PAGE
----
Digital loan sharks

Even as there is good news of the arrival of vaccines against coronavirus, there is another virus from India’s northern neighbour that may need a legislative antidote when Parliament convenes for the budget session.

The digital loan apps that have been ravaging lives are not exclusively from China, but the Telangana Police have identified a large number of such apps developed by the Chinese. Following cyber-bullying of defaulters and a spate of suicides by those who had borrowed at exorbitant interest rates, there have been crackdowns in various states. In late December, the Reserve Bank of India cautioned people against sharing their personal details with such apps and against borrowing what seemed to be easy money from unverified sources.

The harsh methods loan sharks use to recover money digitally have caused widespread misery, and have not been widely reported. A Mumbai Police officer describes it as cyber blackmail; the borrower’s family and friends receive calls and messages abusing the defaulter. Just as only a small portion of blackmail cases is reported to the police, many fail to report that they were lured by offers of easy money. Parents have shivered seeing messages telling them they had given birth to cheats, while friends of defaulters have inquired whether they are in need of help.

Usury is as ancient as barter. It is a sin in many religions and, even recently, research has been published describing the practice of lending at exceptionally high interest rates in ancient India.

But, despite the government’s tall claims on protection of personal data, the racketeers have easily mined borrowers’ information. In some cases, they have accessed bank account details of the defaulters, including details of deposits and borrowings from regular banks and employers.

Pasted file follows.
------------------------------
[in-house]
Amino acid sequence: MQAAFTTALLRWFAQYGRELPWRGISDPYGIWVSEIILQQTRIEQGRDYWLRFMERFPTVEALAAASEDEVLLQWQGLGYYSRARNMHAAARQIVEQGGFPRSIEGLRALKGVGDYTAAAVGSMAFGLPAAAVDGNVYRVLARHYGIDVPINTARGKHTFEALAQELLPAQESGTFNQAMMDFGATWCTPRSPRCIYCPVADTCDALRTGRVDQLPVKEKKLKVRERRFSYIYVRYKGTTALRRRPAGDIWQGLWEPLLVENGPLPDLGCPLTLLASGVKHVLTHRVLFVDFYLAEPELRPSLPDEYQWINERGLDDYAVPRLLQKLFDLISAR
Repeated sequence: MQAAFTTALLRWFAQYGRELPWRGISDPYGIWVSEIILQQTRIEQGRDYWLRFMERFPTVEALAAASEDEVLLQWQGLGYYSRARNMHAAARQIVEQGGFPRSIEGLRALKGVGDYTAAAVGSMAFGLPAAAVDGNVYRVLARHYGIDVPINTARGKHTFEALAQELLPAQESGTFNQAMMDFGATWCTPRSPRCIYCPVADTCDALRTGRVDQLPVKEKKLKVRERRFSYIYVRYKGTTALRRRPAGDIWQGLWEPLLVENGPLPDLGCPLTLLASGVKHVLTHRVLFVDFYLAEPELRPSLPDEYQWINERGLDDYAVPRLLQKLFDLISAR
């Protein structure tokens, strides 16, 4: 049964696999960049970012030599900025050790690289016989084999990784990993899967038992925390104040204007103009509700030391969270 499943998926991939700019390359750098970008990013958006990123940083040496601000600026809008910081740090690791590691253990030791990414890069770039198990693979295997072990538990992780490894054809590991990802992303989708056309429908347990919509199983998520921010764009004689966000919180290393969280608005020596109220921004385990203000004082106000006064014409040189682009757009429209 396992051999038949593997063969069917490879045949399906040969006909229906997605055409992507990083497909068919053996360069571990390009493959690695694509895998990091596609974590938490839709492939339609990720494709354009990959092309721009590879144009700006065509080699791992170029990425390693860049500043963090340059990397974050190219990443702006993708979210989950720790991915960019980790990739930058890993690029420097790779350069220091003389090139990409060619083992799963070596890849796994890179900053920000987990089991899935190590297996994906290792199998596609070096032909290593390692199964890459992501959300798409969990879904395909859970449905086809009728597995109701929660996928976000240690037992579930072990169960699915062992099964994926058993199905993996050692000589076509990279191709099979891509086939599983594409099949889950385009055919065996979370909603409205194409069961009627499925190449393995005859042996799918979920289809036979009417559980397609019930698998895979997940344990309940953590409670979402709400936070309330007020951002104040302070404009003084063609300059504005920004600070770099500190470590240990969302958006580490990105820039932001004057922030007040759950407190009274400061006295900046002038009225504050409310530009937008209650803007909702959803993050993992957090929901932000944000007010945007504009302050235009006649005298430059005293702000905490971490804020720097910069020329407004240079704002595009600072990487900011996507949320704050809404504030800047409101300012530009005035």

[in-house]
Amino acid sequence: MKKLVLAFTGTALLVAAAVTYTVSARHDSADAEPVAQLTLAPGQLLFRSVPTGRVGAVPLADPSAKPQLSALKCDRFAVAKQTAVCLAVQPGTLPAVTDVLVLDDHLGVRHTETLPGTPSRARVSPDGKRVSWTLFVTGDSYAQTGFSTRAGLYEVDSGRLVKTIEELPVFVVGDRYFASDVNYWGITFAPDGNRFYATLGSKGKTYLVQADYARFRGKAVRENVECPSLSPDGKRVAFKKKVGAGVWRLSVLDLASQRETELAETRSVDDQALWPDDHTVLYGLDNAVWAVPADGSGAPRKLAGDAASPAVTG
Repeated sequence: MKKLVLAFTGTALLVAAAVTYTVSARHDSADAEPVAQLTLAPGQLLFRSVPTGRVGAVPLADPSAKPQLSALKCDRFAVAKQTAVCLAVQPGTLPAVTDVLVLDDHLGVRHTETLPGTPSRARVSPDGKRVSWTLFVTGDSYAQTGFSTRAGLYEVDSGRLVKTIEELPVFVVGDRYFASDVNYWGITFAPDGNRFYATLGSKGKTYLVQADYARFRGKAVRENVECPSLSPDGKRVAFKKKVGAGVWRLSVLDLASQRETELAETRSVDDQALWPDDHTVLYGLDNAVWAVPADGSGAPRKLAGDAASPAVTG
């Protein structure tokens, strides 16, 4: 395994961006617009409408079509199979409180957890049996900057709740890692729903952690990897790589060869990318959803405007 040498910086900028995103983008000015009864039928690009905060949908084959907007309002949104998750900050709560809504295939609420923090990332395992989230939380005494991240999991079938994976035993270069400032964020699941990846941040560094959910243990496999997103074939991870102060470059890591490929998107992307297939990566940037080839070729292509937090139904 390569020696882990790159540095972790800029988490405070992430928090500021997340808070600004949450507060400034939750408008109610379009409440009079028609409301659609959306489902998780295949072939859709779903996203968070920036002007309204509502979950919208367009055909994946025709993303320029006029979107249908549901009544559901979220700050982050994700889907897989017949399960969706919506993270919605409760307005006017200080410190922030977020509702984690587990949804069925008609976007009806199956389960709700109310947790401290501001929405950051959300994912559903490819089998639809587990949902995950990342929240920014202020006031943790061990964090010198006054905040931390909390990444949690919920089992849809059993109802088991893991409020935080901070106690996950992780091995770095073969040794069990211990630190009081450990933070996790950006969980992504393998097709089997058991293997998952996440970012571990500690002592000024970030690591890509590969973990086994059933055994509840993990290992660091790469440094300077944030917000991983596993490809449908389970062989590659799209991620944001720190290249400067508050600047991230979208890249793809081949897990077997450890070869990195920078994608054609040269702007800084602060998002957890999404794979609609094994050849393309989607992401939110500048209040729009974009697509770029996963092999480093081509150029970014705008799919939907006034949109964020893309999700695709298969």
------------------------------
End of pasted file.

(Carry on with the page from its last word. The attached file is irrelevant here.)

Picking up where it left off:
While banking laws insist on rigorous procedure for granting licences to lend to general customers or to accept deposits (look at the travails of Sahara India Pariwar, which is accused of operating as a non-banking financial company without licence), the micro-lending apps escape legal regulation as their operations are treated as loans from individual to individual. There is also the argument that there are good app-based lenders who go through the Reserve Bank’s Know Your Customer (KYC) norms. But, the KYC itself has been more of a formality than a rigorous norm, even to some banks.

There are also arguments that the current laws are enough to handle the shadowy operators. However, even though Indira Gandhi had initiated a crackdown on unauthorised money lenders during the Emergency, the business has endured into the 21st century.

While the usurious moneylenders in rural and urban areas have had a good time during the economic slowdown, so have big companies with fancy attributes engaged in the same business. They offer loans without physical security, knowing that digital data and familial links can be used by what are known as “recovery agents”. Auto-financing companies usually hire these recovery agents to stop cars on roads, eject the defaulter from the driver’s seat and take away the vehicle.

The hyperactive Enforcement Directorate, which has courted controversy over raids on political persons, may perhaps swing into action against the app operators, some of whom seem to have dubious sources of money, including from money laundering and even proceeds of heinous crimes like drug-running. The ministries of home, finance, information technology and law need to sit with the Reserve Bank to handle these digital lending apps, just as some of these institutions had got together ten years ago to handle the suicides caused by micro-finance companies that operated physically outside the legal boundaries.